Funding For Music Part 1

pile of cash
“Making music is just what I do… I never thought anyone would give me money for it.”

I’ve lost track of the amount of times I’ve heard this from songwriters and bands. But they couldn’t be more wrong. As long as you are prepared to do a bit of legwork there really are oodles of options out there – including the PRS for Music Foundation, the Musicians’ Benevolent Fund and particularly – if you happen to live in England – Arts Council England’s funding scheme Grants for the arts.

“The Arts Council? They just fund opera.”

Yeah, I used to hear that all the time too. Nowadays thankfully, not so much. Off the top of my head in the North I can think of numerous promoters, festivals, commissions, showcasing events and bands that have benefitted from thousands of pounds of Grants for the Arts funding.

So what sort of thing can I apply for?

First and foremost, the project has to be relevant to you and where you are in your career. I generally recommend the best way to get started is to get an application in for something relatively simple like a small tour. Then build from there. Now there are certain things you have to get your head around first – Grants for the arts is bound by certain rules and goodness knows the guidance can be pretty dry, but persevere. If you don’t get to grips with it, chances are you’ll miss out on the cold, hard cash. It all seems pretty alien to begin with but trust me, once it clicks, you will be able to rattle off an application in your sleep.

A brief word on funding recordings…

I get asked a lot about getting funding to make recordings and have to be honest that in my experience, this is a challenge. Not a total impossibility but certainly a challenge. You’re up against trying to make the case for public benefit, arguments about market distortion … all sorts. That said, there are ways to make recordings happen. If, for example you are producing a relatively cheap run of albums that demonstrably offset the cost of a tour; or if you are archiving a project; or perhaps creating something for free digital distribution, then you will make a stronger case. There is a piece of guidance you can look at here.

How to go about this:

First things first, read the blurb online. Yes this is tedious but I swear it will save you time in the long run. I’ve lost track of the amount of applicants that could have saved themselves a great deal of heartache had they taken that little bit more time at the beginning. There’s even a set of helpful videos there to walk you through thr process. It will save you messing up the form and will answer a bunch of your questions.

This is lottery money, it’s the public sector, so you need to get to grips with the sort of language to use. For example, think less about self-promotion and more about public benefit; less about shifting units and more about how a project will develop you artistically; less about fans and crowds and more about engagement, reach and diversifying audiences.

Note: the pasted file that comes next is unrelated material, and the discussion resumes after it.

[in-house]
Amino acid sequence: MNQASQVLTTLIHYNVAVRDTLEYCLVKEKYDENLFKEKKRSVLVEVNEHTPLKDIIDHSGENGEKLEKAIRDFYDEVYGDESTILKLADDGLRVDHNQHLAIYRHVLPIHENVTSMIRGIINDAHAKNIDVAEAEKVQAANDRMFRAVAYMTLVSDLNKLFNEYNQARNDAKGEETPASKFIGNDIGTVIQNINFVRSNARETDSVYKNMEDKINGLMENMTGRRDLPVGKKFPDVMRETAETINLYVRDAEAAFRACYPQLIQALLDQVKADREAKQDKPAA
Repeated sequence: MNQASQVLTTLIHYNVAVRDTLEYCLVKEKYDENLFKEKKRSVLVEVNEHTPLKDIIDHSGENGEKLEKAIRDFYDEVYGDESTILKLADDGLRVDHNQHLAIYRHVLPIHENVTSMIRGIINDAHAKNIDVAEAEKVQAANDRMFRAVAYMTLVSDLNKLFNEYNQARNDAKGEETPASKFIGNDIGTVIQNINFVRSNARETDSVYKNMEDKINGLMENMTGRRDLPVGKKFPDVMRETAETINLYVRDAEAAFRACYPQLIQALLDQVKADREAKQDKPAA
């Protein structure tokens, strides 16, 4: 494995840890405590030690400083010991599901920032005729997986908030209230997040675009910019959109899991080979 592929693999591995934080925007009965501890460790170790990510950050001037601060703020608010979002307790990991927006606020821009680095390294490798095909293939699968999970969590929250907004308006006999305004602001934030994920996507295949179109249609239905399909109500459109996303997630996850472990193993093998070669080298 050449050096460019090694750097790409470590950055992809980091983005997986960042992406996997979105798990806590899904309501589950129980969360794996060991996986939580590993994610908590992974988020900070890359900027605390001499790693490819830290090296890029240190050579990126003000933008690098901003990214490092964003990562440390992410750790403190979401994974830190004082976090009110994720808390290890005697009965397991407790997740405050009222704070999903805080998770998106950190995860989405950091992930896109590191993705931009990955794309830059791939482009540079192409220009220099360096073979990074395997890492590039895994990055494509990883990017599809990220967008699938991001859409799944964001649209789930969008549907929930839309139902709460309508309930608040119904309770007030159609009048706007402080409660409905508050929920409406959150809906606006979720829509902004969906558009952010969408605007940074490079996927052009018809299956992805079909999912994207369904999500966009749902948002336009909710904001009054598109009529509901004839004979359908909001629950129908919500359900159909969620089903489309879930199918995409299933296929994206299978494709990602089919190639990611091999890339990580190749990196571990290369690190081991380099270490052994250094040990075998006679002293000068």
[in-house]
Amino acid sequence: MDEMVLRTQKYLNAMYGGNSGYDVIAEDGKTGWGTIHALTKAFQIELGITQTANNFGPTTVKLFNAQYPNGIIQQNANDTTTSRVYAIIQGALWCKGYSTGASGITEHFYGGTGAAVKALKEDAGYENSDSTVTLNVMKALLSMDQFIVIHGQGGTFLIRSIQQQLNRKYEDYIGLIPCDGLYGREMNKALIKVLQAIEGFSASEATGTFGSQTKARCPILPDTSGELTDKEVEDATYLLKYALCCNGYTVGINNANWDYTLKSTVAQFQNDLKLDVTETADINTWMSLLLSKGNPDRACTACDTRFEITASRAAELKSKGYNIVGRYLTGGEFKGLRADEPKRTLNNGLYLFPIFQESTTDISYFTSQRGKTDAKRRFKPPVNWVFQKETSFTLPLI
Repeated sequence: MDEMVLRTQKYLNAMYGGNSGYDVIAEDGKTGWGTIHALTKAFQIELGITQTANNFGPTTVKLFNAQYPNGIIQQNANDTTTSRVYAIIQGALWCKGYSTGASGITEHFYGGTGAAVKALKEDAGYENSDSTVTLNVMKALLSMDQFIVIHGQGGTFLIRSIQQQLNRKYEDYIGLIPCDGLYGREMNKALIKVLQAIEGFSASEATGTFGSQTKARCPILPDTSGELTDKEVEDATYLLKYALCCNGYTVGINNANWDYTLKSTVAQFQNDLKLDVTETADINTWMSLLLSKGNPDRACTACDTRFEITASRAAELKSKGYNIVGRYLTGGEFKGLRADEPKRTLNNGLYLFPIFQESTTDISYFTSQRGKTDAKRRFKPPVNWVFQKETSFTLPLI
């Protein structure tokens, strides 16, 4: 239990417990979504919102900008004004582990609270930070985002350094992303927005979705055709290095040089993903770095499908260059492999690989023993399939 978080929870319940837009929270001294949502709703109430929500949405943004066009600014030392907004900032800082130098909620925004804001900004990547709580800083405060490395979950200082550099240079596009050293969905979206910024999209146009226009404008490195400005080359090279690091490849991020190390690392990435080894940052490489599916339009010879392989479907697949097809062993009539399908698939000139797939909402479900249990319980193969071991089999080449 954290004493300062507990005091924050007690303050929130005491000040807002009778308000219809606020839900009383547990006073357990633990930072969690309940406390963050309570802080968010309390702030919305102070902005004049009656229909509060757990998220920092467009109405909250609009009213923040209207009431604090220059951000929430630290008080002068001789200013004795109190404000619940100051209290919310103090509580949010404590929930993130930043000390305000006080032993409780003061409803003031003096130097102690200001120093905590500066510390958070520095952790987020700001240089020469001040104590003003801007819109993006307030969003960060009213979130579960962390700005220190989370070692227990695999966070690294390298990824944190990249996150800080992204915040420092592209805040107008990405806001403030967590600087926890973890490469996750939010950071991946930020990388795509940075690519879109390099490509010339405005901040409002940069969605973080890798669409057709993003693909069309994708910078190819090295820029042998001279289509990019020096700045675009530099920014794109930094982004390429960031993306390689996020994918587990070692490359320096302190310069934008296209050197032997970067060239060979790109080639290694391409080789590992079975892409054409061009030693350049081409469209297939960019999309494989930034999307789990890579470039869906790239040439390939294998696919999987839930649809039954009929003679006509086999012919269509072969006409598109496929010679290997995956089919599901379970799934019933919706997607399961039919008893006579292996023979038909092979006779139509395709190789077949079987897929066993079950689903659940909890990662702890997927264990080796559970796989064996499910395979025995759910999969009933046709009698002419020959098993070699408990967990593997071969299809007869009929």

Arts Council England has a dedicated, knowledgeable and downright helpful bunch of folk on the end of a phone – at 0845 300 6200 – who will be only too happy to answer general queries.

Grants for the arts process

Most bands realise that these days, you need to be savvy about all aspects of the business, from marketing to tour-planning. Get your dates sorted, work out the budgets, make sure it all makes sense.

We’re talking thousands of pounds – it’s worth taking a bit of time over. Once you are at the stage of making an application, read it through, check the numbers add up. Then read it through again.

Spread the word! Let folk know that this can be for them. Your music is art and just as valid as anything in an opera hall or gallery.

Grants for the artsA few  facts about Grants for the arts:

It is lottery money – We’ve all heard about funding cuts but as long as people keep buying Lotto tickets, this fund will keep on giving.

There are no deadlines – It is a rolling programme that runs throughout the year, every year. You are only limited by the start date of your project (see the guidance but basically you’re looking at having to submit the form at least 6 weeks before you kick off).

Unlimited lives – It is not a case of ‘get rejected once and that’s it’. If you are unsuccessful, pick yourself up, get some advice and then apply again. If you are applying for less than £15K, you will get a decision within six weeks.

Lastly – don’t be put off, this really is do-able. Good luck and keep fighting the good fight.

I am obliged to say that these thoughts are subjective, my own and do not represent official Arts Council policy


  1. Hi and thanks for this. I have a couple of questions. Is there part two anywhere :)) ? I’ve been ploughing through funding opportunities for a while and there are always some criteria that cannot be met, be it confirmation from a place of performance, a network of partners already on board for a project etc. etc. It makes you feel like you don’t belong there after a while if your network isn’t big enough.

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